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# Posts

### September 30, 2014

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Here’s another installment of PubPeer Selections: Commenters are sniffing around a paper about whether dogs’ poop habits change with the Earth’s magnetic field. What if grants were distributed randomly? That’s one response to a paper on “Big Science, Small Science, or the Right Mix.” The authors of a paper in Science Translational Medicine respond to […]
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The newly created Simons Society of Fellows gathered for the first time at the Simons Foundation offices in New York City.
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With America's aging, "empty nester" population, increasing environmental concerns and smaller household sizes, you might think the U.S. would want to build smaller houses. We haven't. Here are five reasons houses are still getting bigger.
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The authors of a paper retracted for plagiarism of a popular website have decided not to take the charges — which they don’t contest — lying down. Here’s the notice for “Alcohol consumption and hormonal alterations related to muscle hypertrophy: a review,” which appeared in Nutrition & Metabolism, a BioMed Central title: This article [1] […]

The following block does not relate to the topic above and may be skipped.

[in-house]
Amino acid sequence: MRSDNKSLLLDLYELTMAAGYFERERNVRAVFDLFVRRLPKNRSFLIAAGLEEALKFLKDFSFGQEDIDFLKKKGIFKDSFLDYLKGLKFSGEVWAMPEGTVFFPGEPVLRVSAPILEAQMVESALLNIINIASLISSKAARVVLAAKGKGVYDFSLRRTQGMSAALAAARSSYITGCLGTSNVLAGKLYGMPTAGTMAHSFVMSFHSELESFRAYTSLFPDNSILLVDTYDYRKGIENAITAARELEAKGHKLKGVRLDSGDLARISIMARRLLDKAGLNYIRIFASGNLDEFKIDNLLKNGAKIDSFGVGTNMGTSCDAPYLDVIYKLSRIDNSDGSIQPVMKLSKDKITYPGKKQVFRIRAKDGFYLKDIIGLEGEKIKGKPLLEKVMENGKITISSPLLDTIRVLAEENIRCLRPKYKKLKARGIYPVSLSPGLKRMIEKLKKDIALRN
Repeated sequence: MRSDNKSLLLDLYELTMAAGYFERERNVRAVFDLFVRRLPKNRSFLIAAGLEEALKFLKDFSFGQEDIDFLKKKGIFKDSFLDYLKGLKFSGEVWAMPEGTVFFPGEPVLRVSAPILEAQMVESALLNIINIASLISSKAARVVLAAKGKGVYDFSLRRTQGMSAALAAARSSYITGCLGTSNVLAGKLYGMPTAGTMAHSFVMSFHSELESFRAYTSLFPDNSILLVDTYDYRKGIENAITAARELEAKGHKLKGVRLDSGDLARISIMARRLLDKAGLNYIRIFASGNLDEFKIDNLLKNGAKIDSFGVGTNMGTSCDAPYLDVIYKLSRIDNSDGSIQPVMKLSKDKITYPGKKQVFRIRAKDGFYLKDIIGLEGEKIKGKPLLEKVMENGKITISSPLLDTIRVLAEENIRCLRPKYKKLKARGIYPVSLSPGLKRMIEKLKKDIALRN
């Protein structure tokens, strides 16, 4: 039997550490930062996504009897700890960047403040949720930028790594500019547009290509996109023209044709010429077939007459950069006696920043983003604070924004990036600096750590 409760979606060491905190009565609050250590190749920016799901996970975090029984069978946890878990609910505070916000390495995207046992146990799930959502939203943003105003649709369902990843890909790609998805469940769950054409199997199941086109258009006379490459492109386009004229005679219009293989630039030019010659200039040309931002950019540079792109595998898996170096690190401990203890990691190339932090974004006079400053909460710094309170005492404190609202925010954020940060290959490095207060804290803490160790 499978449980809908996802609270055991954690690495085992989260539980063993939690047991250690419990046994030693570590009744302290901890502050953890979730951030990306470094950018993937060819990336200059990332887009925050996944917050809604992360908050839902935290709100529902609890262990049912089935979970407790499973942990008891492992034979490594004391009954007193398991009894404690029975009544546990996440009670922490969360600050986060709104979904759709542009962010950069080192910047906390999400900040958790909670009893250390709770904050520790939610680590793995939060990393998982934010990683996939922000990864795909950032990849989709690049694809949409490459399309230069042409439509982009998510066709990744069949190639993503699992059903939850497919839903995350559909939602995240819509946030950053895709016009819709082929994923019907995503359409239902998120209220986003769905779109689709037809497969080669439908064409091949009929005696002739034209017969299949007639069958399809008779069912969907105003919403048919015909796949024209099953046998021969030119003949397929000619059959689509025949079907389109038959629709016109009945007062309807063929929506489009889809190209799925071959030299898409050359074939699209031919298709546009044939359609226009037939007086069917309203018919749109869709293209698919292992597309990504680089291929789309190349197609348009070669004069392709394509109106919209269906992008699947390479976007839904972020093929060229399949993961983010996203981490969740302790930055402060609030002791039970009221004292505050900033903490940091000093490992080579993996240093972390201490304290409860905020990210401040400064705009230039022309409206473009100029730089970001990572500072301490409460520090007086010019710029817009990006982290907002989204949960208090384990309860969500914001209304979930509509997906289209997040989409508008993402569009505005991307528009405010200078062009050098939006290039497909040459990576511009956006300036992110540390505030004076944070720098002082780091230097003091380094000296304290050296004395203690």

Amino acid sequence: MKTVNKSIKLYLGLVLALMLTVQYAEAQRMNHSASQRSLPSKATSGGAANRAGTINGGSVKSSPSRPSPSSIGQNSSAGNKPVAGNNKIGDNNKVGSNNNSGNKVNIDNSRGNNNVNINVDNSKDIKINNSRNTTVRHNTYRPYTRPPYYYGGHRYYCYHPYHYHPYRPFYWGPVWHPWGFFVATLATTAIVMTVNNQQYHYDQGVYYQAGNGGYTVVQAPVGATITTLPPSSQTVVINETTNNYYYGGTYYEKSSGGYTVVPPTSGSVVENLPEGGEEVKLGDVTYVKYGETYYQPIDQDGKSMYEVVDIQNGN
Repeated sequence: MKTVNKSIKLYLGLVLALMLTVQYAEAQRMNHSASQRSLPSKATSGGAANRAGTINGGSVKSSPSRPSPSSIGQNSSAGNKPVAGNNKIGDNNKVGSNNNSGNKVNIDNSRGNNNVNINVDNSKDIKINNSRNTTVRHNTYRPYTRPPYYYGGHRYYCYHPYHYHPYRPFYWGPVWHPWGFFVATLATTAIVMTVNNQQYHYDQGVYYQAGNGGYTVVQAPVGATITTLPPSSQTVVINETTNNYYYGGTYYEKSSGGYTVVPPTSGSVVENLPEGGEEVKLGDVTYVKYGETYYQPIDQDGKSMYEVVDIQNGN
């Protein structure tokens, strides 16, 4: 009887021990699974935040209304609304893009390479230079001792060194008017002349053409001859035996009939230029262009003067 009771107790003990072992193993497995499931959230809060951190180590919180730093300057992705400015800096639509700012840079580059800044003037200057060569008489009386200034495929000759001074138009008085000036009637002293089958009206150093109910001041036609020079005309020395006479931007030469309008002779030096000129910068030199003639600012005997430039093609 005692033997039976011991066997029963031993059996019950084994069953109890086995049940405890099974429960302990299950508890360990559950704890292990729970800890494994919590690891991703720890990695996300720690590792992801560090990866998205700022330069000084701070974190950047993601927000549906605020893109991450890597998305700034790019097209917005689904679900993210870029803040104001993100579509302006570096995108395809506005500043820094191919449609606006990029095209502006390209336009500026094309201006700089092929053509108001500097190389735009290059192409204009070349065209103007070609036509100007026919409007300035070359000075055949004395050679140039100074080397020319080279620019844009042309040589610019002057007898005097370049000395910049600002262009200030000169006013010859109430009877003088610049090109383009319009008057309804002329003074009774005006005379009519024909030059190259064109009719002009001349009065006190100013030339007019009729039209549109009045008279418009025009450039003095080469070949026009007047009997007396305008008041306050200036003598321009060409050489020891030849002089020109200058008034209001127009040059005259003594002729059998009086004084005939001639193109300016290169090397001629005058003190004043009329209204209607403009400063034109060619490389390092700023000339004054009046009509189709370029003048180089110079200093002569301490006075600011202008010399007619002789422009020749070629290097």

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Short answer: there is no such thing as an unbreakable rope.There's an old story about an isolated monastery located high on the side of an unclimbable cliff. The only access to the monastery was by way of a basket that was hold up the side of the cliff on a single rope. One day a pilgrim who was climbing into the basket noticed that the rope looked old and parade. He asked the monk "when do you replace the rope?"The monk replied "when it breaks."If we generalize a bit, this becomes a useful […]